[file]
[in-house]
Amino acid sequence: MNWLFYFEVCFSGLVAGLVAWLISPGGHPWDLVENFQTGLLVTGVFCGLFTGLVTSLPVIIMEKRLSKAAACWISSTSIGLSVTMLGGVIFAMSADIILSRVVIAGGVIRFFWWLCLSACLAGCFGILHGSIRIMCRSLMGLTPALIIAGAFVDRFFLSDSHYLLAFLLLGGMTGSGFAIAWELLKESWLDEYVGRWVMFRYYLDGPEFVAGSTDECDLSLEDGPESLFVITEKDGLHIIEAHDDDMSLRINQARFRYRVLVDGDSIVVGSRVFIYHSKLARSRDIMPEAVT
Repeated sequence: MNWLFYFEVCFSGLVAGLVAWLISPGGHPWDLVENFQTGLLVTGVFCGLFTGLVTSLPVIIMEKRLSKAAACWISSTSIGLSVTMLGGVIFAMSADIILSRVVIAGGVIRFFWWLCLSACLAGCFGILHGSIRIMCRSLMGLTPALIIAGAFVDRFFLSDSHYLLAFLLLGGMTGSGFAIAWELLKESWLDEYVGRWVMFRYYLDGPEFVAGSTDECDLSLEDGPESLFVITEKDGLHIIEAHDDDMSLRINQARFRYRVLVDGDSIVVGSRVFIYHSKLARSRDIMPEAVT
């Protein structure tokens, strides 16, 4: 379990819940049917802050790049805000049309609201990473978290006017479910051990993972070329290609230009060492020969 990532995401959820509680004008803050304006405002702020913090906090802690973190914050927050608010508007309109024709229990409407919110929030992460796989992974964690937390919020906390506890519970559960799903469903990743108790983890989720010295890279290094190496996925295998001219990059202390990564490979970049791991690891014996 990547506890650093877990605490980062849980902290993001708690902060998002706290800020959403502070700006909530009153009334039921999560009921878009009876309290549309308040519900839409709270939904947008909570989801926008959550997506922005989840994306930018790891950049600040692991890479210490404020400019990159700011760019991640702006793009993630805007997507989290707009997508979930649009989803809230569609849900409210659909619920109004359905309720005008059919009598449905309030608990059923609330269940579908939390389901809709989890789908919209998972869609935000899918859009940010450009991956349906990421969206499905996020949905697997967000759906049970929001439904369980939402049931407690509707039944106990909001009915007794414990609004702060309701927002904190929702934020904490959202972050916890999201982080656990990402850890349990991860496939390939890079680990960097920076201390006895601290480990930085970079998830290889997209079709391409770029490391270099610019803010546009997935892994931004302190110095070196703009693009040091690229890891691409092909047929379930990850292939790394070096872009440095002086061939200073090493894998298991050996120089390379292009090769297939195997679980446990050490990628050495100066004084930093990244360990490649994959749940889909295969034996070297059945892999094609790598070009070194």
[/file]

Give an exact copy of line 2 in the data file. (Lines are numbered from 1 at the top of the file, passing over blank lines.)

Amino acid sequence: MNWLFYFEVCFSGLVAGLVAWLISPGGHPWDLVENFQTGLLVTGVFCGLFTGLVTSLPVIIMEKRLSKAAACWISSTSIGLSVTMLGGVIFAMSADIILSRVVIAGGVIRFFWWLCLSACLAGCFGILHGSIRIMCRSLMGLTPALIIAGAFVDRFFLSDSHYLLAFLLLGGMTGSGFAIAWELLKESWLDEYVGRWVMFRYYLDGPEFVAGSTDECDLSLEDGPESLFVITEKDGLHIIEAHDDDMSLRINQARFRYRVLVDGDSIVVGSRVFIYHSKLARSRDIMPEAVT